Debating India


Chalo Hyderabad


Monday 24 May 2004, by CHOUDHARY *Savitri

While Naidu was flying high in choppers, YSR walked from home to home in rural Andhra. It has paid off.

When he kicked off the Congress campaign last summer, much before elections were even announced, many saw it as a hopeless cause. What match was Y.S. Rajasekhara Reddy or YSR-the rough-hewn ’street fighter’ from Rayalaseema-for Chandrababu Naidu, the champion of laptop federalism and ace manager? Most pundits predicted that the TDP chief would overcome anti-incumbency and romp home for a third term in office. ’Remember 1999?’ was the constant refrain from the Naidu camp. That time the pollsters had said the TDP was on its way out. But the party had returned to power with a handsome margin.

Election 2004 offered a radical inversion to that last edition. Rajasekhara Reddy, 54, the new chief minister of Andhra Pradesh, finally showed why his followers call him the Cuddapah Tiger. The strongman from the outback had his claws out for friend-turned-foe Chandrababu Naidu for several years now but was often dismissed as a dissident leader even by his own partymen. He has however proved to be the man of the moment, turning around the beleaguered Congress single-handedly. Right now, he dons the winner’s air of textbook humility, crediting the voters for his success. "This is a victory for the common man. People have showed tremendous faith in the Congress party and the leadership of Sonia Gandhi," he told Outlook.

When Reddy launched a back-breaking 1,500-kilometre padayatra last summer, the Congress was riddled with factionalism and teetering on the brink. But YSR did not lose hope. It was one of the hottest summers in Andhra Pradesh. Despite searing temperatures, Reddy pounded the road, walking some 30 kilometres a day for almost two months. From drought-hit farmers to industrial workers, he met thousands of people, gave a patient hearing to their woes and beseeched them to vote the Congress back to power.

As the days went by, the padayatra gained momentum and the crowds swelled from a handful of curious onlookers to a massive sea of people. Along the way Reddy collapsed due to exhaustion but was back on the road in less than a week to complete the last 500 kilometres of his gruelling walk. When the yatra finally ended at Ichapuram on the Andhra-Orissa border, Reddy had resurrected the Congress image and consolidated his own position within the party.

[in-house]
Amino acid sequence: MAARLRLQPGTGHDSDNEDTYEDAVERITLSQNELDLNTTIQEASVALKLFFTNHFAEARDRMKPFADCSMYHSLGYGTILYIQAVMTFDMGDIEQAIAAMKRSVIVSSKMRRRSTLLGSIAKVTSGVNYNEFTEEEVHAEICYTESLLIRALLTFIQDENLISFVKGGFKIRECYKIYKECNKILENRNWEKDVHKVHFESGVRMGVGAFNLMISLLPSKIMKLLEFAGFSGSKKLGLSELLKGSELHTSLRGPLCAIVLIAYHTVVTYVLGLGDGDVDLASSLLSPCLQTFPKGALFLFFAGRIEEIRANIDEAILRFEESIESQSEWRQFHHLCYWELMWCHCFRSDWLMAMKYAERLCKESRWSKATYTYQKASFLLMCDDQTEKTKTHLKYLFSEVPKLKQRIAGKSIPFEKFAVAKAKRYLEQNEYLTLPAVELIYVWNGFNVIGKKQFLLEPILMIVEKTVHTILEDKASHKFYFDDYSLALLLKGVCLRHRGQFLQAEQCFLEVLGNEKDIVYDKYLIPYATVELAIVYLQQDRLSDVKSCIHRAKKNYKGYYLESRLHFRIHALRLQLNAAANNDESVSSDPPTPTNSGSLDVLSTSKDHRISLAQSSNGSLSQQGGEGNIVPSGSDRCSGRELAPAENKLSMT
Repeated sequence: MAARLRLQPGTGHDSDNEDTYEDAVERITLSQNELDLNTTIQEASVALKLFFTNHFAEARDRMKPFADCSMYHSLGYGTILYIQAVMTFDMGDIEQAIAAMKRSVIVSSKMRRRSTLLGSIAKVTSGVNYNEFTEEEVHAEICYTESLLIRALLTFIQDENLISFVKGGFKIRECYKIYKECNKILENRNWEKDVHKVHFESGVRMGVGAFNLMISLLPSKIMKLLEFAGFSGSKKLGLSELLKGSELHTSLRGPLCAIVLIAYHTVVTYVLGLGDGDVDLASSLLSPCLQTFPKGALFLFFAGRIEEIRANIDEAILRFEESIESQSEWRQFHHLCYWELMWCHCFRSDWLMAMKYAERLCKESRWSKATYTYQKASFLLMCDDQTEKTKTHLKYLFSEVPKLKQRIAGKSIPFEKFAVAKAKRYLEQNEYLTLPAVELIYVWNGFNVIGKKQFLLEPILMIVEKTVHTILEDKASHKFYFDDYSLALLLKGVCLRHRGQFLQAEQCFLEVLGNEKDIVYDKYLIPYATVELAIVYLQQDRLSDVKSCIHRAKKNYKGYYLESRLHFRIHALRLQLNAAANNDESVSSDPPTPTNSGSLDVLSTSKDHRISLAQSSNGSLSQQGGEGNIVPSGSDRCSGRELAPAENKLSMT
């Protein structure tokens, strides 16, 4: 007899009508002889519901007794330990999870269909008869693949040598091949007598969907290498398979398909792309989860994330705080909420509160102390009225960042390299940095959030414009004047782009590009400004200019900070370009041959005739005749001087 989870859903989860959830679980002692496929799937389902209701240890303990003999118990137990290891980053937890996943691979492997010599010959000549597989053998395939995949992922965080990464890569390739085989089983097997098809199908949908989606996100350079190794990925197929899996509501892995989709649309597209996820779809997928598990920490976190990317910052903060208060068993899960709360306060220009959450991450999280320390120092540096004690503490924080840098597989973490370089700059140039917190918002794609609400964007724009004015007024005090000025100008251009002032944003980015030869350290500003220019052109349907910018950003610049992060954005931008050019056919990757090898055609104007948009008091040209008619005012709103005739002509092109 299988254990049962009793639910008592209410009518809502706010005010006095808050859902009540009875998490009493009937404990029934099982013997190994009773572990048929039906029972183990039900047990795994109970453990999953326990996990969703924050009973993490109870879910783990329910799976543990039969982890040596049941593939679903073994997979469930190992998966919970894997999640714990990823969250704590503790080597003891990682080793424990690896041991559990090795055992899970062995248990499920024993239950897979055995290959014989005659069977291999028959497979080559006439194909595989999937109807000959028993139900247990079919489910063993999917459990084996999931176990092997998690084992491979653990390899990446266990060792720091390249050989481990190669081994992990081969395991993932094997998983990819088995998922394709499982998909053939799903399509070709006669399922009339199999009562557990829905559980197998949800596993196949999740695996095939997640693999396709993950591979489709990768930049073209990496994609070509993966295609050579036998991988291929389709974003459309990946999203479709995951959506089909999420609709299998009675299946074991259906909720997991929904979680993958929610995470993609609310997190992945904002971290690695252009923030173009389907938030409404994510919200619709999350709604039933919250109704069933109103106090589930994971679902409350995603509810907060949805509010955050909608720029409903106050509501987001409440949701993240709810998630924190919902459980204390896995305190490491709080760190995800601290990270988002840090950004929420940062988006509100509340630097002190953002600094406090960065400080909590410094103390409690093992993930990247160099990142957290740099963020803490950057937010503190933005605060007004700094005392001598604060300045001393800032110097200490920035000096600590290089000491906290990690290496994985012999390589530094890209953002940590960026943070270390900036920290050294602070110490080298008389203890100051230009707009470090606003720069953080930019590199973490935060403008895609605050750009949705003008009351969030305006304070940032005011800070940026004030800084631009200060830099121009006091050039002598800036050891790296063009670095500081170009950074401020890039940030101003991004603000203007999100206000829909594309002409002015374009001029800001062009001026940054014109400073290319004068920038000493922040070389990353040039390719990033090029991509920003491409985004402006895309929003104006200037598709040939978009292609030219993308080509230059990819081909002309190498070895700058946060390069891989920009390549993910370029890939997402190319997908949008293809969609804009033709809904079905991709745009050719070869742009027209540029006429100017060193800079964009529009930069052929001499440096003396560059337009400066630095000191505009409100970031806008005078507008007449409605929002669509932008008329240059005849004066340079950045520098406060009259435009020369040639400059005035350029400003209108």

As the election campaign itself kicked off this year, Reddy hit the road again while Naidu moved about in a helicopter. Reddy once again made himself accessible to people by criss-crossing the state on his ’jaitra’ or victory yatra. The yatra cleverly jogged people’s memories of his padayatra the previous summer and photographs of him bathing by the side of the road captured the people’s imagination.

Reddy claims Naidu paid the price for ignoring the core issues and became a victim of his own hyped image. "People were fed up with Naidu’s misrule. Of the 4,000 farmers who committed suicide, 3,000 have been from Andhra Pradesh. Naidu behaved like the proverbial Nero fiddling while Rome burnt," he says.

Contrary to Naidu’s tech-savvy image, Reddy, a medical graduate, projects himself as a man oriented towards rural India and the urban poor. He promises to focus on developing the rural economy and providing agriculture a boost. But he says he is not against reforms: "I am all for reforms as long as they are pro-people. Providing free power to farmers will cost Rs 250 crore annually. This amount can be compensated merely by what the previous government spent on its publicity campaigns." The new CM also says he is "not against borrowing from lending agencies like the World Bank as long as there are no conditionalities that are anti-people."

There’s a touch of irony in the fact that Naidu and his nemesis man started out as friends in the early ’70s.

Naidu was in Tirupati attending university and Reddy was studying medicine at the S.V. Medical College. The two began their political careers together in the nsui and the bonhomie continued when they became ministerial colleagues in the T. Anjaiah-led Congress government in 1980. They fell apart after Naidu joined the TDP.

On the electoral front, Reddy is relieved that he has secured a mandate large enough to govern without the support of the temperamental Telangana Rashtra Samiti. All along Reddy was sceptical about a tie-up with the trs. The Congress always had an ambivalence about the Telangana issue, despite the alliance, and things came to a head a fortnight ago when YSR pussyfooted on the status of Hyderabad city in the event of a division of assets. That, of course, will only be one of his worries after the euphoria of victory evaporates. Expectations are high and the former doctor is aware that it won’t be easy to provide any quickfix cure in a state where a sizeable population still lives below the poverty line.


in Outlook India, Monday, May 24, 2004.

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